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Echolalia is the repetition of vocalizations made by another person. A 1983 report indicated that up to 75% of verbal people with autism have some form of echolalia.[1] Two major types of Echolalia have been identified: immediate echolalia and delayed echolalia.

People with echolalia repeat noises and phrases that they hear. They may not be able to communicate effectively because they struggle to express their own thoughts. For example, if asked a question, they might be able only to repeat the question rather than answer it.

Cynthia Kim has written in detail about the uses of echolalia.[2]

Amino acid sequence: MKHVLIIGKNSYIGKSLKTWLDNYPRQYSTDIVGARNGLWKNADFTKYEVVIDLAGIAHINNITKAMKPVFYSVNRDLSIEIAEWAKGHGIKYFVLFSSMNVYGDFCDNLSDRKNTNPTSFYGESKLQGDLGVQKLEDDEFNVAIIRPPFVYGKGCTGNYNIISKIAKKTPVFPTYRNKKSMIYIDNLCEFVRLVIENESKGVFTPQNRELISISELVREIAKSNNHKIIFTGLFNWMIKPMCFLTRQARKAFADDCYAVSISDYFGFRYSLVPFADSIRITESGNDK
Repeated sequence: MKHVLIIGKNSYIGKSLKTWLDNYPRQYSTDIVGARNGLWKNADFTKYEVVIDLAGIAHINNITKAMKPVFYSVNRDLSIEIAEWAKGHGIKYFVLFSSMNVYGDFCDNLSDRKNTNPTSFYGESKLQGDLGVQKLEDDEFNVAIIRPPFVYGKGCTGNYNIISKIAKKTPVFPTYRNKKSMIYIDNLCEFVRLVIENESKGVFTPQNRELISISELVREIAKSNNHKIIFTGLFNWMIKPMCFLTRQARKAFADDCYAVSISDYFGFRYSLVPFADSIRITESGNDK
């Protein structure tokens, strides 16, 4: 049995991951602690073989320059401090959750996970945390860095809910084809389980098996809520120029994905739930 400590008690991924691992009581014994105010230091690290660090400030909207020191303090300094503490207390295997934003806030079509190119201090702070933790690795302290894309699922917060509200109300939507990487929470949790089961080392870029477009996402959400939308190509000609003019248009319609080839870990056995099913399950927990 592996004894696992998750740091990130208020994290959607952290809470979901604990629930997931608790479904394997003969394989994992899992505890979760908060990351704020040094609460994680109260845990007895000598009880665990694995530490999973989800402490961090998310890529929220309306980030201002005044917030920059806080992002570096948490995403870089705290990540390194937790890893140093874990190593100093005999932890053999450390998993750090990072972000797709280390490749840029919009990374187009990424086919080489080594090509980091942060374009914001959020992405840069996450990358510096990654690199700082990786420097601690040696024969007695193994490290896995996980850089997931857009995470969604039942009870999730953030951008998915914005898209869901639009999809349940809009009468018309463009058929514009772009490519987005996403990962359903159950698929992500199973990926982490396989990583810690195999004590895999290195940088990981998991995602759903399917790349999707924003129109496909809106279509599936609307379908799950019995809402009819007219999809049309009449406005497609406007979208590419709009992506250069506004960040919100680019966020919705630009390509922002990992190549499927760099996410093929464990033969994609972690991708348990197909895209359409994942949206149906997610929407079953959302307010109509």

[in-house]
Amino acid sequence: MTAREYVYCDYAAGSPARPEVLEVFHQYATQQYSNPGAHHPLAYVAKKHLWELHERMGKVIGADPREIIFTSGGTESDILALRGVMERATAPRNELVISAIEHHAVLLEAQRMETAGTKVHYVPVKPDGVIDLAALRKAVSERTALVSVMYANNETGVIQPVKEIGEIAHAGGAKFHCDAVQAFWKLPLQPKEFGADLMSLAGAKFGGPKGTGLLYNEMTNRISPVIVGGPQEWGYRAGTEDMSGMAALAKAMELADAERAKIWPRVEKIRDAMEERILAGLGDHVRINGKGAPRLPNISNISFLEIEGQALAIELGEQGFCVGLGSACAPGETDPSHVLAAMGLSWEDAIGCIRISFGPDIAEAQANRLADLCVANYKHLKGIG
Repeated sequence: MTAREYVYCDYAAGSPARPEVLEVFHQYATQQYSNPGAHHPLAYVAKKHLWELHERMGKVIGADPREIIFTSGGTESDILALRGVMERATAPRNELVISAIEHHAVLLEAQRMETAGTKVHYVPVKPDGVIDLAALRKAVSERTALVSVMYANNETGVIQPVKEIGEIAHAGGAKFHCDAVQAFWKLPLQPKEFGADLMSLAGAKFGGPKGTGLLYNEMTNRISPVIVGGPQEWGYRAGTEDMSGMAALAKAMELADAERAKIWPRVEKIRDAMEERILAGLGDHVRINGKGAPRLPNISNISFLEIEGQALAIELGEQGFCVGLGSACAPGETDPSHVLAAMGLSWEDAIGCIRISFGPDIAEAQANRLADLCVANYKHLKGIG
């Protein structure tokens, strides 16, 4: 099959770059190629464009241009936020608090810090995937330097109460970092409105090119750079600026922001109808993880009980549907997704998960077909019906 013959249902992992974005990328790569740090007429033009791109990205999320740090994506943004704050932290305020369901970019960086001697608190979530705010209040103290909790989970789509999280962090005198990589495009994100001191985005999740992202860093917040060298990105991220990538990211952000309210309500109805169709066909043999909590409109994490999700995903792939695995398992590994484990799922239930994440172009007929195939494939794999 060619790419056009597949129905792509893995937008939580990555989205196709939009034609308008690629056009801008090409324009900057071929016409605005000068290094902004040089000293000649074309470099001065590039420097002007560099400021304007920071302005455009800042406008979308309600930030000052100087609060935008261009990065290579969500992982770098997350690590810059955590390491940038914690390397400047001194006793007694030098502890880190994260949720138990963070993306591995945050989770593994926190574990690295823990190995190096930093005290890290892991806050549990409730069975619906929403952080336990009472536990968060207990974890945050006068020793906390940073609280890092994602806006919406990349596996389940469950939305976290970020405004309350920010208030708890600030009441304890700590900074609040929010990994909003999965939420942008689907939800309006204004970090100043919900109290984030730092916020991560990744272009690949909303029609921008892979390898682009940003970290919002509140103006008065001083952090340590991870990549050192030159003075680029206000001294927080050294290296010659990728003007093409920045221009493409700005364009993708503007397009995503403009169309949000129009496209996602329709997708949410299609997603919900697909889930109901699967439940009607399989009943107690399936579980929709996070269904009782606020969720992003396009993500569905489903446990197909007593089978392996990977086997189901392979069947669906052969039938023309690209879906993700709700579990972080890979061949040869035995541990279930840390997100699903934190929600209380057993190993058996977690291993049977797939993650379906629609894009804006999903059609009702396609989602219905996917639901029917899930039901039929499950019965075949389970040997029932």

References

  1. Prizant, B.M. (1983). Echolalia of autistic individuals: Assessment and intervention issues. Seminars in Speech and Language, 4, 63-77. Summarized from Heffner, Gary J. Echolalia and Autism, The Autism Home Page: Echolalia Facts. July 2000. Retrieved 1 December 2006.
  2. http://musingsofanaspie.com/2013/09/18/echolalia-thats-what-she-said Musings of an Aspie]
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